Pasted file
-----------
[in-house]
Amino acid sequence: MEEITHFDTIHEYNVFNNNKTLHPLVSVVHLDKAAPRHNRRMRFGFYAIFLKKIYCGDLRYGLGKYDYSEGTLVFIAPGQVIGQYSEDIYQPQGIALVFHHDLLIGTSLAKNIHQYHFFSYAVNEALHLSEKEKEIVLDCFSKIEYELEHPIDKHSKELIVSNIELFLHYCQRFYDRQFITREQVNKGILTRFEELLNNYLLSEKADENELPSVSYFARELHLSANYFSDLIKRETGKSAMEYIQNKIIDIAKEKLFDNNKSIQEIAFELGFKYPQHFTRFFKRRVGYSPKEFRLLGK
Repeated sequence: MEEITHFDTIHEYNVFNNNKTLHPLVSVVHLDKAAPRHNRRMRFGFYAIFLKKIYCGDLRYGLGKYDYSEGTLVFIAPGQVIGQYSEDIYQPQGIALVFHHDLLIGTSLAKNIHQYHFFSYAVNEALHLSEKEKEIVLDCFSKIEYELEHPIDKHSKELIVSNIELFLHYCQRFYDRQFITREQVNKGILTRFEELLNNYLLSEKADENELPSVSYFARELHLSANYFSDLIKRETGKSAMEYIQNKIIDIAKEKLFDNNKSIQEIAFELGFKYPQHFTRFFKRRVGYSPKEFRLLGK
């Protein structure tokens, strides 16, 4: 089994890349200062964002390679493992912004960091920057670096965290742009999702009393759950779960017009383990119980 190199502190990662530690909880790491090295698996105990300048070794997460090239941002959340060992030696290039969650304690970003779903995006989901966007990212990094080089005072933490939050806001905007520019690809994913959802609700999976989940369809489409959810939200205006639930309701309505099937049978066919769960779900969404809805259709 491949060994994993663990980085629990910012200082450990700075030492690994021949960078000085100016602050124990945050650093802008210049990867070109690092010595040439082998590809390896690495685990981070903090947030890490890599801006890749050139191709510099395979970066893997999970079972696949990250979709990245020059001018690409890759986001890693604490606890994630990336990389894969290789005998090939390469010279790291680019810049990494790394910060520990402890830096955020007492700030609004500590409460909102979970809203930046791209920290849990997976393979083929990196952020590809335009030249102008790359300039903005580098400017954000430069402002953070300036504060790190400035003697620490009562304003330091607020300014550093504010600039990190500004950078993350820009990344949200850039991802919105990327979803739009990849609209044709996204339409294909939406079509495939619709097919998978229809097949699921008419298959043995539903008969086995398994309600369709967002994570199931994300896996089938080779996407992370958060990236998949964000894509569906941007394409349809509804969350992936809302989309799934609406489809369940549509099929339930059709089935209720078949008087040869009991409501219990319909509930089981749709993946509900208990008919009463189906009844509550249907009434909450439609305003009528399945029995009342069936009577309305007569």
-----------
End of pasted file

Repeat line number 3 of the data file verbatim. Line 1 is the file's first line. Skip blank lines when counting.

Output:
Repeated sequence: MEEITHFDTIHEYNVFNNNKTLHPLVSVVHLDKAAPRHNRRMRFGFYAIFLKKIYCGDLRYGLGKYDYSEGTLVFIAPGQVIGQYSEDIYQPQGIALVFHHDLLIGTSLAKNIHQYHFFSYAVNEALHLSEKEKEIVLDCFSKIEYELEHPIDKHSKELIVSNIELFLHYCQRFYDRQFITREQVNKGILTRFEELLNNYLLSEKADENELPSVSYFARELHLSANYFSDLIKRETGKSAMEYIQNKIIDIAKEKLFDNNKSIQEIAFELGFKYPQHFTRFFKRRVGYSPKEFRLLGK